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Which part of the loop is it going through in this class frame?


On Wed, 07 Mar 2018 16:57:51 -0500, C W wrote:

> Hello,
> 
> I am new to OOP. I'm a bit confused about the following code.
> 
> class Clock(object):
>     def __init__(self, time):
>         self.time = time

Here you set the instance attribute "self.time".

>     def print_time(self):
>         time = '6:30'
>         print(self.time)

Here you set the local variable "time", which is completely unrelated to 
the attribute "self.time".

If you are used to languages where "foo" inside a method is a short-cut 
for "self.foo" or "this.foo", Python does not do that. Local variables 
and instance attributes are distinct concepts, and Python keeps them 
distinct.


> How does line-by-line execution run inside a frame? 

There isn't actually line-by-line execution as such, although it can be 
very similar. Before the interpreter runs Python code, it compiles it to 
byte-code, and then runs the byte-code. A single line of source code 
could result in any number of lines of byte code, from zero to an 
unlimited number. 

> How does __init__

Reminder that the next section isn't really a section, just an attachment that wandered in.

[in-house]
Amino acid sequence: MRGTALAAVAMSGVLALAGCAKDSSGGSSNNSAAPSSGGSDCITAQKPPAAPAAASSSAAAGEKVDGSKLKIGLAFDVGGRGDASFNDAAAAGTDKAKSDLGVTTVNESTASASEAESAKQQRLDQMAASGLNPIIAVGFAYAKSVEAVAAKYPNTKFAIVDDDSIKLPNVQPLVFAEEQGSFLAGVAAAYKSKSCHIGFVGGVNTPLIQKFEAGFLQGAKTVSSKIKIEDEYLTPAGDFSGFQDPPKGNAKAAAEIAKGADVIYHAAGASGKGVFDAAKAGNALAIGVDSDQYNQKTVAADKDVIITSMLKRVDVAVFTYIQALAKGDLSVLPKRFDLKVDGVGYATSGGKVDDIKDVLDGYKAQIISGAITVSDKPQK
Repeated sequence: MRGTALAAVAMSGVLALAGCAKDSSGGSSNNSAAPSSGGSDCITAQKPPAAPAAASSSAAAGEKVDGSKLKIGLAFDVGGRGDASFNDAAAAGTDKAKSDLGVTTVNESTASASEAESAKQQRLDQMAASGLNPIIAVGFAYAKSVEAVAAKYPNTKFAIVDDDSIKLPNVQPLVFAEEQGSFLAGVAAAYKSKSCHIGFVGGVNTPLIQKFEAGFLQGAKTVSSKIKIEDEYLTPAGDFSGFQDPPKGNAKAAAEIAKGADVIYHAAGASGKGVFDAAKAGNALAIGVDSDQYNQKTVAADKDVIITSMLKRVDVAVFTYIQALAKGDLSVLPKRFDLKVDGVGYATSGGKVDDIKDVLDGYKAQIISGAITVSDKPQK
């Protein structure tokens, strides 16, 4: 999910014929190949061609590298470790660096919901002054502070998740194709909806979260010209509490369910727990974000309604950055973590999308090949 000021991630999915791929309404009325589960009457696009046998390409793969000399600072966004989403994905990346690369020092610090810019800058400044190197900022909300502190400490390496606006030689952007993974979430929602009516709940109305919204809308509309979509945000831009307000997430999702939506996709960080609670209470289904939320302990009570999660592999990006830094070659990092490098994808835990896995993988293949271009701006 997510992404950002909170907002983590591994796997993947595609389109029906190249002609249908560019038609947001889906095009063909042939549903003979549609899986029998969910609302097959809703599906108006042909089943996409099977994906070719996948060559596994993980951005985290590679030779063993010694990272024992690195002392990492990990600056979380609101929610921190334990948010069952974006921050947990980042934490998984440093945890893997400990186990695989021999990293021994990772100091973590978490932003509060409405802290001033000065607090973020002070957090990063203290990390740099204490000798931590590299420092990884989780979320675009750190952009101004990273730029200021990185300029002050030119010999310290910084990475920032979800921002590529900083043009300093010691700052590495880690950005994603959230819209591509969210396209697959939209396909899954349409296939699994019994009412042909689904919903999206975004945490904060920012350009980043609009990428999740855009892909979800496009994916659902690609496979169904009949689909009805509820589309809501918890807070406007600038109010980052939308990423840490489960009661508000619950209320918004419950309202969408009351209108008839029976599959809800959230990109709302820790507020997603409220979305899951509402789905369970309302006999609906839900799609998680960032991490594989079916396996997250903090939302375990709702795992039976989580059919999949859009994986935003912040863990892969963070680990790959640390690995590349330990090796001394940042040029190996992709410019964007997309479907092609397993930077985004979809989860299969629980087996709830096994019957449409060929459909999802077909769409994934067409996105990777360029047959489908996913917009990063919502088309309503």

> work? I understand you must have __init__. 

You understand wrongly then :-)

It is normal and common to have an __init__ method, but it is not 
compulsory. If your class doesn't need one, you don't need to write it.

The __init__ method is the initialiser. Think of it as very similar to 
the constructor in some other languages, and for now the differences 
aren't important. The usual purpose of the __init__ method is to 
initialise the instance and set any attributes needed.

> Is it run before print_time(),

The __init__ method is called once, when the instance is first created. 
So the short answer is, yes, it will run before print_time(). But only 
once.

> if so, why don't I just set self.time = '6:30' instead of
> self.time = time?

Because then every instance will be set to 6:30, instead of letting you 
set each instance to a different time.



-- 
Steve